What it's all about...

I'm a 39 year old wife, mom, daughter, sister, aunt & friend. That should tell you who I'll be writing about most of the time.

Friday, February 8, 2008

"Their Music"

For Christmas, my daughter got a Hannah Montana CD. It was Shell's idea, I'm sure I would not have thought of it. Both kids watch the Hannah Montana show when they catch it on. I hadn't really paid that much attention to it. Anyway, she got the CD, which she was clearly excited about. Kudos to Mama on that one!
About 2 weeks ago, she asked if we could listen to her CD in the car on the way to the bus stop. I cleared it with her brother and we listened to 2 whole songs before the bus got there. That night, we listened to it on the way to Karate. As we got out of the car, she said "Thank you for letting us listen to the CD, you're the best mom ever". If only it were always that easy...
We have listened to the CD, with the kids singing from the backseat and me learning more of the songs every day, more days than not. I realized yesterday that this is the start of them having their "own" music. I say this because although they have been exposed to a lot of different kinds of music in their 9 1/2 years, it has been "our" music. They know the words to, and sing along happily to the Beatles, Queen, Elton John, Elvis Presley, Melissa Etheridge, Dixie Chicks, Carrie Underwood, Barbara Mandrell, the Wicked & Rent cast recordings and countless others. We are proud of this. But Miley Cyrus and Hannah Montana is theirs first and foremost. Where do we go from here?
I tried to reconcile this with my own youth, but there is no real comparison, at least not at their age. When I was young, I listened to whatever my parents listened to as well. "Classic" rock was my dad's genre and was always on the radio in the garage. I owe my appreciation and love for the Beatles, Queen, Pink Floyd, Eric Clapton, the Rolling Stones, etc to him. In the house, my mom played her records, consisting of Otis Redding, Rod Stewart, the Temptations, Aretha Franklin, Diana Ross and the Supremes, the Bee Gees, the Jackson 5, among others. I love them all. When I got into my early teens, my mom worked at a Hair Salon with people mostly younger than her. She listened to the Top Forty music that I was getting interested in. That is what she played in the car and on the radio at home. We discovered and enjoyed Madonna, Whitney Houston, Kool & the Gang, Prince, Michael & Janet Jackson, etc. We never argued over the music I listened to, because it was hers too. I didn't have my "own" music until I was in high school and along with the previously mentioned artists, I also was listening to Poison, Def Leppard, Aerosmith and the like. Not my moms music, but it was played on the stations she listened to sometimes, so it was fine. My mom was not (and is still not) the type to listen to cassettes or CD's in the car. The radio is perfectly acceptable for her. So there wasn't really ever a time when I wanted to listen to "my" music in the car with her, I don't think it ever came up.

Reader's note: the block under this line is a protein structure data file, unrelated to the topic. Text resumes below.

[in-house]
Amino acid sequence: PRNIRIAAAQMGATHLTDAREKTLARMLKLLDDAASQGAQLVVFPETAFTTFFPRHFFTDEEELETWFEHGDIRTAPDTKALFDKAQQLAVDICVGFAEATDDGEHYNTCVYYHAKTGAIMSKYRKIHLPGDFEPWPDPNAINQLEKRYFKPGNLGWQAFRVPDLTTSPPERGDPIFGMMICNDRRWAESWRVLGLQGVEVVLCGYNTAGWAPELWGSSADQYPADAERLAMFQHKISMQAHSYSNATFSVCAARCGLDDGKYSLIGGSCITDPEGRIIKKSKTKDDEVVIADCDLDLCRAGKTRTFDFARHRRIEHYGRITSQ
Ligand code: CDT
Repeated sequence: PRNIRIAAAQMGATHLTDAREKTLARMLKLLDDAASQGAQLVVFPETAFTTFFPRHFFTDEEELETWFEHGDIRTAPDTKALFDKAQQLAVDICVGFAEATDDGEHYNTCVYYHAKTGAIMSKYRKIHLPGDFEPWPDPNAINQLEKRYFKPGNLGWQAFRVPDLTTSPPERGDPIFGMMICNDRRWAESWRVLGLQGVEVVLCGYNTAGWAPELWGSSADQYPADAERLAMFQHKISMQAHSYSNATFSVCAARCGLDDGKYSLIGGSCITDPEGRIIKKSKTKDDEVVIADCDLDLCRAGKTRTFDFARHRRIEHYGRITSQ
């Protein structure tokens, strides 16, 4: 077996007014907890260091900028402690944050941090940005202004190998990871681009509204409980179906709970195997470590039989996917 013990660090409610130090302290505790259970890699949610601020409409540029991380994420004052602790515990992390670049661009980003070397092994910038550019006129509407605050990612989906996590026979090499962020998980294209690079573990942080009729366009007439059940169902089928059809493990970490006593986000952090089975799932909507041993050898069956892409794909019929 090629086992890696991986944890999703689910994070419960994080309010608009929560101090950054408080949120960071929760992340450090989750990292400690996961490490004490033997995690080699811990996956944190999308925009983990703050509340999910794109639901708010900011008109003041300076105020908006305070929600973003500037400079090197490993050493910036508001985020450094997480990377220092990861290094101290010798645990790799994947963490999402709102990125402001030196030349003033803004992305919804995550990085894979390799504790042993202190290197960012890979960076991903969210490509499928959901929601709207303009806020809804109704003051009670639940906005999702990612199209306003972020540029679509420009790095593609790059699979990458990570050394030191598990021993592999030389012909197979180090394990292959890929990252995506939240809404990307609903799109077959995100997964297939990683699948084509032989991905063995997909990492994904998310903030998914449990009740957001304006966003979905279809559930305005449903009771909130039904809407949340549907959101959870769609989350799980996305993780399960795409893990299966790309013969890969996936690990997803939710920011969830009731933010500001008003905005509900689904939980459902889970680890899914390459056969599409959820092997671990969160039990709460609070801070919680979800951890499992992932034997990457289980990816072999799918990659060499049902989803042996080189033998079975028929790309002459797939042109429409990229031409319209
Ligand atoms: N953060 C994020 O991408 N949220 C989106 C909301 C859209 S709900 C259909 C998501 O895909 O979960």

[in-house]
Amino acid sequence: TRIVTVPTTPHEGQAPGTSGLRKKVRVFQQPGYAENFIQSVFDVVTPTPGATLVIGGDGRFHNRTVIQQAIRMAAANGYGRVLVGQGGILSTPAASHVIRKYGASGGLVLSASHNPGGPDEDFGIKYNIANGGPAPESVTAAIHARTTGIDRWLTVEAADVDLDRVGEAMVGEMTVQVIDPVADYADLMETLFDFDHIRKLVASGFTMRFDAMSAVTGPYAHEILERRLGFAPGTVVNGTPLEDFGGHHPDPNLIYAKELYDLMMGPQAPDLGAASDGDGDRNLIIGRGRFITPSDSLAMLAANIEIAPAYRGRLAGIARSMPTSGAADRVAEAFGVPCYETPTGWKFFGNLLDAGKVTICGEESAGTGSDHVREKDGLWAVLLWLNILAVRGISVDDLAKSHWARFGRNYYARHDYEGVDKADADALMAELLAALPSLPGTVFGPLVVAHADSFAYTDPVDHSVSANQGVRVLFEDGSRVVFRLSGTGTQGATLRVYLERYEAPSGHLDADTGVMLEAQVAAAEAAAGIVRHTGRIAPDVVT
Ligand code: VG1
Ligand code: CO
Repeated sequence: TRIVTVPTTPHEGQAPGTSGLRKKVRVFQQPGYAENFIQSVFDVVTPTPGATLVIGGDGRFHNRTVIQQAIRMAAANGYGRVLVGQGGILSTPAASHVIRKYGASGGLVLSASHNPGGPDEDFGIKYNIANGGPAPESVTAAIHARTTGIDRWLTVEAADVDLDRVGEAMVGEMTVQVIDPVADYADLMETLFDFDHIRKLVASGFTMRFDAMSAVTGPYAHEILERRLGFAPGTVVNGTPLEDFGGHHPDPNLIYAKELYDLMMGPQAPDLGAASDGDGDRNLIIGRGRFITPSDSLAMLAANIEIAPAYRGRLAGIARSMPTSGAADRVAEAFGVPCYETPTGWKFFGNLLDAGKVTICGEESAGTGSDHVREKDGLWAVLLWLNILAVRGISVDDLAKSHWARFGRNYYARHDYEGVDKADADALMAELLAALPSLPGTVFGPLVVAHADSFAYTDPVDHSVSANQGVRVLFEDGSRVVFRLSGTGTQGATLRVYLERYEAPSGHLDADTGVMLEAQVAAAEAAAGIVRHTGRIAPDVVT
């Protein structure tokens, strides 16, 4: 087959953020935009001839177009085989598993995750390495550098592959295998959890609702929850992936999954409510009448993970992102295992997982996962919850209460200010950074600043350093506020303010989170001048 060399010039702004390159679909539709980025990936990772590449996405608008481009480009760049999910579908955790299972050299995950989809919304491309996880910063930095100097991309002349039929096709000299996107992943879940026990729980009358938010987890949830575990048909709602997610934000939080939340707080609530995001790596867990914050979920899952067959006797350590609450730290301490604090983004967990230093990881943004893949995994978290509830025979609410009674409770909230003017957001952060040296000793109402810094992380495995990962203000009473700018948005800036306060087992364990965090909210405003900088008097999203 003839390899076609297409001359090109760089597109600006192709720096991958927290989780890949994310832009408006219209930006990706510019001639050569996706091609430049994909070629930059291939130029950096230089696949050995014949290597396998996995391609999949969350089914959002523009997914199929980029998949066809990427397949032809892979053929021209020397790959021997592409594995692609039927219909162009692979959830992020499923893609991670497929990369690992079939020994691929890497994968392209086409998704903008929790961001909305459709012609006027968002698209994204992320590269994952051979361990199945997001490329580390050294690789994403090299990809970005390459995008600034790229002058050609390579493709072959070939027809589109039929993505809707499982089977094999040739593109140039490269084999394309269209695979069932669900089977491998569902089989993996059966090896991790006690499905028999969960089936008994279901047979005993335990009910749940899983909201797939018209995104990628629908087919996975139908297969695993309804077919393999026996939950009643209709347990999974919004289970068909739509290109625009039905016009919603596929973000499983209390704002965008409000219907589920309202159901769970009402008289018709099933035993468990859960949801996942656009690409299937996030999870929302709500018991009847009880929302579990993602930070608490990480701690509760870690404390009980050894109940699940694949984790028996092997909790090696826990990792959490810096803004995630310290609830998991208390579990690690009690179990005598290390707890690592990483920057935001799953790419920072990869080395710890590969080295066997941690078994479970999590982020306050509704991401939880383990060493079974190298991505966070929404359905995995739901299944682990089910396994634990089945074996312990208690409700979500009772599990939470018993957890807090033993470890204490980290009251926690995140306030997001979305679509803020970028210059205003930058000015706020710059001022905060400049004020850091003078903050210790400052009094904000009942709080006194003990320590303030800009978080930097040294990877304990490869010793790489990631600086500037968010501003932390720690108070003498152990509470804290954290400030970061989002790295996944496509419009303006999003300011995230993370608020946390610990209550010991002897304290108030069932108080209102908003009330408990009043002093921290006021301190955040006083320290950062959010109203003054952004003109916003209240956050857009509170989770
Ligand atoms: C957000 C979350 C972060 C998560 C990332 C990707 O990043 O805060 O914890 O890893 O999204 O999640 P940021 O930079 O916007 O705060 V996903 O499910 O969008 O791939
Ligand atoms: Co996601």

Fast forward to now. Although I have heard and occastionally listen to a lot of the music on the charts today, I find myself choosing to listen to more of "my" music, or at least sticking to the artists that I am familiar with. And my kids like it too. But how much longer before this is not the case? I can handle Miley Cyrus, actually I do enjoy her pop-ish sound and what I've seen of her in person I like her. I'm ok with my 9 year old daughter liking her. But what about the next one? What if I don't like whoever they pick next?
You know, it has occurred more often to me lately that we are in a unique place right now. Our children have been alive for 9 years, and in 9 years they will be adults (technically). They are halfway through their growing-up years. How strange. They've got a lot of learning to do in the next 9 years, and I know that this also means that the next 9 years will probably be the most difficult ones for us as their parents. I think I'd like them to stay this age for a bit longer, just to prolong the inevitable a bit longer. If only.

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